Elbow Positioning : Jones Method

Wednesday, January 4, 2012

Jones Method : Acute Flexion

When fractures around the elbow are needed to study and patient is unable to extend arm the Jones orthopedic technique could make positioning simple. It is also known as the Jones Method. In this technique the patient's elbow should be in complete flexion, and lateral position make little difficult, but in the frontal projection must be made through the superimposed bones of the AP arm and PA forearm. Two exposure is required to visualize clearly the articulation of elbow joints. When distal humerus is the interest central ray should be perpendicular with the humerus likewise with the forearm, CR is should also be perpendicular to forearm if proximal radius and ulna is in interest, by slightly angling the central ray to achieve a perpendicular CR with the forearm.

Elbow Xray
Patient Position:
  • Seat patient at end of table, with acurately flexed arm resting on cassette.

Part Position:
  • Align and center humerus to long axis of IR, with forearm acutely flexed and fingertips resting on shoulder.
  • Adjust cassette to center elbow joint region to center of IR.
  • Palpate humeral epicondyles and ensure that they are equal distance from cassette for no rotation.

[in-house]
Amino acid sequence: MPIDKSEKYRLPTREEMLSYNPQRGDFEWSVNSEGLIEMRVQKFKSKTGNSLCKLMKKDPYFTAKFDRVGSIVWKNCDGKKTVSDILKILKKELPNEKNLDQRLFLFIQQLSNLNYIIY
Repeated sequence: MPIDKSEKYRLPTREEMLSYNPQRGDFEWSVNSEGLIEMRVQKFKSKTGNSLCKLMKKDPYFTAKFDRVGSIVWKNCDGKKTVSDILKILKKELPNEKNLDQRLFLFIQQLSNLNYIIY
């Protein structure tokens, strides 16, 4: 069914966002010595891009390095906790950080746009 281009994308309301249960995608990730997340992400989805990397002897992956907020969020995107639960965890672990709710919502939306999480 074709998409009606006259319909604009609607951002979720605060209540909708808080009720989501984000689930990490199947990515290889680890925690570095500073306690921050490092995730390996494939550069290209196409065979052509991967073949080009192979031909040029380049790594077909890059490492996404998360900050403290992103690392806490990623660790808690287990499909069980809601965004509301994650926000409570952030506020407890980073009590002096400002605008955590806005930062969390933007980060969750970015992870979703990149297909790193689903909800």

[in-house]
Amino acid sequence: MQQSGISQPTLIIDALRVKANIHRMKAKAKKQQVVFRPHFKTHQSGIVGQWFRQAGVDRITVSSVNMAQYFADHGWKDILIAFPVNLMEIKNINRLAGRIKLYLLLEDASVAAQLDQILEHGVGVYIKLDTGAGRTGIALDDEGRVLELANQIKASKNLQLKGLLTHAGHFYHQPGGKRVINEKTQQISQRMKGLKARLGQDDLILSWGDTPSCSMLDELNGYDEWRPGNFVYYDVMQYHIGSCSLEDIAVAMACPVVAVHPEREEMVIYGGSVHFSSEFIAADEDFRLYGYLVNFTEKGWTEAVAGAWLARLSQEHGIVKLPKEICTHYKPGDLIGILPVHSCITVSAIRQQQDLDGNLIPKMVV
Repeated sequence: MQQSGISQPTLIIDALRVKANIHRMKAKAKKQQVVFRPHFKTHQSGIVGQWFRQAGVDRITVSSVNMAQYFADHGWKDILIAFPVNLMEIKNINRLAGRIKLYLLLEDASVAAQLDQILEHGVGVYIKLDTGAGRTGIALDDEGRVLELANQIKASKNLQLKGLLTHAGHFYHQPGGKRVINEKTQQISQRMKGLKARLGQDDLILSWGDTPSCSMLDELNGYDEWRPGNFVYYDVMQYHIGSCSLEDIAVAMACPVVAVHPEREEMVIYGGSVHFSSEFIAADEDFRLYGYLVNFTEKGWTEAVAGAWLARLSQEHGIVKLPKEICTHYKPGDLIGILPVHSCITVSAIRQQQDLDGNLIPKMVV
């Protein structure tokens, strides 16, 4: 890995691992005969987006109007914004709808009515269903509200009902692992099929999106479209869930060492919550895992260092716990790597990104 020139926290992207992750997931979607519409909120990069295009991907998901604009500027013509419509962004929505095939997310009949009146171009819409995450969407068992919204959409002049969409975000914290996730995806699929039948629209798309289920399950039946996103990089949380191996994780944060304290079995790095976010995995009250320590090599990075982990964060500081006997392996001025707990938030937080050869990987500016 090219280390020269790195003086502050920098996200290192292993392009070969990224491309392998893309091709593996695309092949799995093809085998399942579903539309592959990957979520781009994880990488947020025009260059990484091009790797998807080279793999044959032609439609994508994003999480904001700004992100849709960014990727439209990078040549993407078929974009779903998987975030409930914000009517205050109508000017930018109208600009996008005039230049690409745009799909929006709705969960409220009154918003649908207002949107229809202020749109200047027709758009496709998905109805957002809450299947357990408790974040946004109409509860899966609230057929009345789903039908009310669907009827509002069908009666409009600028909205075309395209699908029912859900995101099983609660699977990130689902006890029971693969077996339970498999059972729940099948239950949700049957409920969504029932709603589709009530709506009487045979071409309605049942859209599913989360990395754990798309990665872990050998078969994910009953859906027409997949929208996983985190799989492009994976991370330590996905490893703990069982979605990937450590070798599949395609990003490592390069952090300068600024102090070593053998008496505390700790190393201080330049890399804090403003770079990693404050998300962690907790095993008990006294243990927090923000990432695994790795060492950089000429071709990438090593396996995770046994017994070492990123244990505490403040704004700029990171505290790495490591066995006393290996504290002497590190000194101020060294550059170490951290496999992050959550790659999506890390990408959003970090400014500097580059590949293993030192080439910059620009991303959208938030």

Pathology Demonstrated:
  • Fracture and moderate dislocations of the elbow in acute flexion are demonstrated.

Technical Factors:
Film Size : 8 x 10 inches
Divide in two, for 2 exposure
Lead Masking on Digital IR

  • IR size 18 x 24 cm (8 x 10 inches), lengthwise
  • Detail screen, tabletop (or divide in half, crosswise, for two projections)
  • Digital IR - used lead masking
  • 64 or add upto 6 kV range (increase 4 to 6 kV for proximal forearm)

  • Place lead shield over patient's lap to shield gonads.

Central Ray:
  • Distal Humerus: CR perpendicular to IR and humerus, directed to a point midway between epicondyles.
  • Proximal forearm: CR perpendicular to forearm (angling CR as needed), directed to a point approximately 2 inches (5 cm) proximal or superior to olecranon process.
  • Minimum SID of 40inches (100cm)

  • Collimate on four sides to area of interest.

ap acute flexion forearmRadiographic Criteria for Specific Projections:
  • Four sided collimation borders should be visible with CR and center of collimation field midway between epicondyles.

Proximal Humerus:
  • Forearm and humerus should be directly superimposed
  • Medial and lateral epicondyles and part of trochlea, capitulum, and olecranon process all should be seen in profile.
  • Optimal exposure should visualize distal humerus and olecranon process through superimposed structures.
  • Soft tissue detail is not readily visible on either projection.

Distal Forearm:
  • Proximal ulna and radius, including outline of radial head and neck, should be visible through superimposed distal humerus.
  • Optimal exposure visualizes outline of proximal ulna and radius superimposed over humerus.

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